A Modern Battle Portrayed in Miniature

  • Author: Michael Foight
  • Published: January 29, 2018

Broadside, “A Modern Battle Portrayed in Miniature”, 1920.














One family side show, The Millers Mechanical Shows, founded by John E. Miller and son Clifford M. Miller, traveled the United States showing their miniature reenactments, including their first act “Industrial City“, and later, in 1917 as American troops entered combat in Europe, “Battlefield” – a reenactment of World War I. They also documented the other acts that they traveled and performed with and the places that they visited ranging from Jacksonville, Key West, Daytona, and St Augustine in 1917, to Virginia, North Carolina, Wyoming, Colorado, and even Regina, Saskatchewa, Canada. Newly digitized by the Digital Library at Villanova University this rich set of materials documents American circus life, travel and tourism, as well as the Great War!

Photograph, Miller’s Industrial City, [1917?]

A 1923, broadside describes the “Battlefield”, “500 miniature men, standing three and one-half inches high .. . The aeroplane is driven by its own motor, gaining its power from two collecting rings at top of roof. … The show consists of two Armies in combat on the slopes of two mountains which form a road way‘ through a French village; showing the frowning Forts of the Central Powers; the Allied armies are seen to the left. Both armies have their skirmish lines, first. Second and third line reserve trenches. The German soldiers have a gun that actually loads a shell every two minutes, a prison camp and inmates, gun repair shop, deserted coal mine … sentry on duty, Kaiser Bill and his staff, observation post, wireless aerial, remount station, field batteries, Machine gun nests and pillboxes, hospital. … It works in life movements, taking about forty-five minutes to view the three sides.”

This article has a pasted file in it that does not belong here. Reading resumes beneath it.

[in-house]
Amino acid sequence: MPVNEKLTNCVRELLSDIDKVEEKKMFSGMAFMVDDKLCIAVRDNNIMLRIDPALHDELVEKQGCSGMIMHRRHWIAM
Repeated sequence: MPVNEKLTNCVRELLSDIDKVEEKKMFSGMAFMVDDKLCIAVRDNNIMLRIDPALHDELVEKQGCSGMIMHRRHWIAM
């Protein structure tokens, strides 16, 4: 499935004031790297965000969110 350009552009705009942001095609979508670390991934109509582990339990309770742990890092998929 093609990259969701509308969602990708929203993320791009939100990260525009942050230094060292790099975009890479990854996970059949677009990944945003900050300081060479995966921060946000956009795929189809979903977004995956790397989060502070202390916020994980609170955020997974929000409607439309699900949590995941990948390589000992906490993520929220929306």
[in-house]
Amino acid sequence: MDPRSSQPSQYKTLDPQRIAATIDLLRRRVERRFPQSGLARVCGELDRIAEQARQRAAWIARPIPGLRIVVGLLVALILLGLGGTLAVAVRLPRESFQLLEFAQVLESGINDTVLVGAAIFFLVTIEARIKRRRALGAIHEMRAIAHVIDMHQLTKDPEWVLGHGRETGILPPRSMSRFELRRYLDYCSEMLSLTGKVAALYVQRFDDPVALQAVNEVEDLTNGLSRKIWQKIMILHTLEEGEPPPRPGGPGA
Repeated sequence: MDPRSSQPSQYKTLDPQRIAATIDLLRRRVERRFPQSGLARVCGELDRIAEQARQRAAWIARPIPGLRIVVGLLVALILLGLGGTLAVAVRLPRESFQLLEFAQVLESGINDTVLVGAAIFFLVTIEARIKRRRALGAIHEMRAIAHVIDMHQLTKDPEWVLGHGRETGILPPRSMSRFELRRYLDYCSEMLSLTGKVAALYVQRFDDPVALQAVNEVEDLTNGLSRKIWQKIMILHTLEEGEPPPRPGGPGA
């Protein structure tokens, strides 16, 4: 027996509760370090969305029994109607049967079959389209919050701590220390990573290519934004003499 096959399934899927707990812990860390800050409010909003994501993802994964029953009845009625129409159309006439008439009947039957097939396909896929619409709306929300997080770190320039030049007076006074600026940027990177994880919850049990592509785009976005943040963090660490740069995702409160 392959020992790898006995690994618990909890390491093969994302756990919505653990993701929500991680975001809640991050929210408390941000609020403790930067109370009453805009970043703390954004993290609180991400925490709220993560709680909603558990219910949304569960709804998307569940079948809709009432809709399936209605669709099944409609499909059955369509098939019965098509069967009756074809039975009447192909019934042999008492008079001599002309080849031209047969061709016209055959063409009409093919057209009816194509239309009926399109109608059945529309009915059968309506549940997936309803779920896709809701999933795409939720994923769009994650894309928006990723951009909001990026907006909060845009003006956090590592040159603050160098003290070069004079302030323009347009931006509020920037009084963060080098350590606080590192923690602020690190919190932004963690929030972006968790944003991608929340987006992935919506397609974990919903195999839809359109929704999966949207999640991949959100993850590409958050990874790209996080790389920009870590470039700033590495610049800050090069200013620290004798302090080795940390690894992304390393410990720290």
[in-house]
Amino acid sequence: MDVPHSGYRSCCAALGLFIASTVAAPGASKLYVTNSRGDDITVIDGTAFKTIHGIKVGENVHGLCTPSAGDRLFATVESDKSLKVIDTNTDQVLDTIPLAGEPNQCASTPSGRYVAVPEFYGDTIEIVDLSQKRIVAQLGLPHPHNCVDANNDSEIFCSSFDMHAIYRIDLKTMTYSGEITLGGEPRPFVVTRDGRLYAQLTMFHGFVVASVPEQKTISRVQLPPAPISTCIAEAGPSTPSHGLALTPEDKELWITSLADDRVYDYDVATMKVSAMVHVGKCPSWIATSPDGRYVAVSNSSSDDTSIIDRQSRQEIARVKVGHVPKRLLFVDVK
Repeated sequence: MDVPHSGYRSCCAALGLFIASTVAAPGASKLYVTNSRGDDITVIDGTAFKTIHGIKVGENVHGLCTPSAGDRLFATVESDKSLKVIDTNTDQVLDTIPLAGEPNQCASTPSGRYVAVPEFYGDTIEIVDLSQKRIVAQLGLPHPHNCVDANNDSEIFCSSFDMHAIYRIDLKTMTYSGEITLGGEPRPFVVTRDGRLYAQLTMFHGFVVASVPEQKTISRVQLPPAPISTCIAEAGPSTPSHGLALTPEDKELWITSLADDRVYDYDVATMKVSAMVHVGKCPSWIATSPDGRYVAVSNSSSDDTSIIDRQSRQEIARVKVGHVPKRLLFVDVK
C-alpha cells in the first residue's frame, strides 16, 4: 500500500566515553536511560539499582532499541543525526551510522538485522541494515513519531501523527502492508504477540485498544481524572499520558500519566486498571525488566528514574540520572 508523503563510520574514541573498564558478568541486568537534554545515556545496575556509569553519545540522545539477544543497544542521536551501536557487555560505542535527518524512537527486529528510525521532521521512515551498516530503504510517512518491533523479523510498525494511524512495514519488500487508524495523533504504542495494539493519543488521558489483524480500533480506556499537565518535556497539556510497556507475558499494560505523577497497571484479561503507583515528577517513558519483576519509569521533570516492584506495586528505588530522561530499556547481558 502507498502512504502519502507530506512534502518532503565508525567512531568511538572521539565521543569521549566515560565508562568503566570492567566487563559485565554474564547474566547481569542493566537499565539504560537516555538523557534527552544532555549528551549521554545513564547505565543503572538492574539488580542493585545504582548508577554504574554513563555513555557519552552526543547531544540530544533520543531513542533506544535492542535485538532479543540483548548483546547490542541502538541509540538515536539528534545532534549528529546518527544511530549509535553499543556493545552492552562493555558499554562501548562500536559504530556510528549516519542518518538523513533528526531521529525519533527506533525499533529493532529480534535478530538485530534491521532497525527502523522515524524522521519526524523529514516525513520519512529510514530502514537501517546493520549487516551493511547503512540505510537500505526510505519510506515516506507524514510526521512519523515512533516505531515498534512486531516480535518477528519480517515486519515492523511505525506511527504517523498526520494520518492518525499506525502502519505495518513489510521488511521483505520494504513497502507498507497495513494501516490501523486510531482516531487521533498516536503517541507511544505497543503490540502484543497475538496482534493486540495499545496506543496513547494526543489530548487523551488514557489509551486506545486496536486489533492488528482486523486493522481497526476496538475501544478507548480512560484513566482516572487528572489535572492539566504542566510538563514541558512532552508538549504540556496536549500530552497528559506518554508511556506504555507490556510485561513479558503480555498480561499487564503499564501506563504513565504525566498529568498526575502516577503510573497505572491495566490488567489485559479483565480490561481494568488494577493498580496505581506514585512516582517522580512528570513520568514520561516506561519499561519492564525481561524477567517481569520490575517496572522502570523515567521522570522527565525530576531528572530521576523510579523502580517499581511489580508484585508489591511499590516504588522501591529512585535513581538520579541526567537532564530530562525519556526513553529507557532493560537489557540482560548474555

Photograph, Miller’s Mechanical Battlefield











Photograph, John E. Miller holding dog













Ticket, Miller’s Mechanical Battlefield











Other acts included:

Photograph, “Part of R-R-R Russells – Roosterios – Rollickers,” Tullahoma, Tennessee, [1919].

Comptes Rendus (April-June, 1917)

  • Author: Andrew Mangravite
  • Published: June 26, 2017

Edward Thomas, poet. Died 9 April, 1917.

Edward Thomas was perhaps the best of the poets sometimes referred to as Georgians. These traditionalists shared a common love of nature and the English countryside. Although old enough to be excused from service, Thomas enlisted in the Artists’ Rifles where he achieved the rank of corporal before being commissioned in the Royal Garrison Artillery as a second lieutenant. Although listed as killed in action at the Battle of Arras in 1917, Thomas had survived the actual battle only to be struck down by the concussive blast of the of one of the last shells fired. It seems that he stood up to light his pipe.

Before the war Thomas had been friendly with the American poet Robert Frost and it’s said that Frost’s poem “The Road Not Taken” was addressed to Thomas and spurred his decision to enlist. His death was a great loss for English literature in general and for the Georgian school in particular. Had he survived the war, his gentle traditionalism and love of the land might have been a useful counterbalance to the surrealists of the 1930s.

Library Company of Philadelphia Book Club

  • Author: Nicole Joniec
  • Published: February 6, 2017


Wednesday, February 22, 2017, noon-1PM

Please join us for our inaugural book club meeting as we discuss the book Regeneration by Pat Barker. This highly acclaimed work of historical fiction explores the psychological effects of World War I and medical and mental health treatments during the era.

Register by clicking on link below:

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Last Modified: February 6, 2017